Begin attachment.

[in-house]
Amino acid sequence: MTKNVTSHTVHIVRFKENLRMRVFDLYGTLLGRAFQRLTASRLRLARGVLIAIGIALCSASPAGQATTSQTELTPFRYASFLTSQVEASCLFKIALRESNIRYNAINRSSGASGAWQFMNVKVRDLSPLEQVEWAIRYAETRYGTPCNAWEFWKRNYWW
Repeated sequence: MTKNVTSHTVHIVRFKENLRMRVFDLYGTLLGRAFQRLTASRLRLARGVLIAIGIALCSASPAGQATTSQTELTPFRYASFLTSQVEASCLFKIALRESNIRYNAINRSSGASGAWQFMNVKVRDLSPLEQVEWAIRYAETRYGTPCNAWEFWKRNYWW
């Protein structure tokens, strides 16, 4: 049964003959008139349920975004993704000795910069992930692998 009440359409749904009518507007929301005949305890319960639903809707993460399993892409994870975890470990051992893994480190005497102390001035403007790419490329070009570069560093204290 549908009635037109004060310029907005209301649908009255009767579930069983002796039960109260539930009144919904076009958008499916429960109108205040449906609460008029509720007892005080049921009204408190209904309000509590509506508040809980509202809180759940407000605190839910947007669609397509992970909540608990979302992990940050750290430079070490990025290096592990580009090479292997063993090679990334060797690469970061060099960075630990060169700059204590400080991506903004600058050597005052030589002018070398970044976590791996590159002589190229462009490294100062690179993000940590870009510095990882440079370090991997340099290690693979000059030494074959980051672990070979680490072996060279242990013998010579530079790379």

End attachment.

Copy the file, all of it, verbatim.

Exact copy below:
[in-house]
Amino acid sequence: MTKNVTSHTVHIVRFKENLRMRVFDLYGTLLGRAFQRLTASRLRLARGVLIAIGIALCSASPAGQATTSQTELTPFRYASFLTSQVEASCLFKIALRESNIRYNAINRSSGASGAWQFMNVKVRDLSPLEQVEWAIRYAETRYGTPCNAWEFWKRNYWW
Repeated sequence: MTKNVTSHTVHIVRFKENLRMRVFDLYGTLLGRAFQRLTASRLRLARGVLIAIGIALCSASPAGQATTSQTELTPFRYASFLTSQVEASCLFKIALRESNIRYNAINRSSGASGAWQFMNVKVRDLSPLEQVEWAIRYAETRYGTPCNAWEFWKRNYWW
């Protein structure tokens, strides 16, 4: 049964003959008139349920975004993704000795910069992930692998 009440359409749904009518507007929301005949305890319960639903809707993460399993892409994870975890470990051992893994480190005497102390001035403007790419490329070009570069560093204290 549908009635037109004060310029907005209301649908009255009767579930069983002796039960109260539930009144919904076009958008499916429960109108205040449906609460008029509720007892005080049921009204408190209904309000509590509506508040809980509202809180759940407000605190839910947007669609397509992970909540608990979302992990940050750290430079070490990025290096592990580009090479292997063993090679990334060797690469970061060099960075630990060169700059204590400080991506903004600058050597005052030589002018070398970044976590791996590159002589190229462009490294100062690179993000940590870009510095990882440079370090991997340099290690693979000059030494074959980051672990070979680490072996060279242990013998010579530079790379």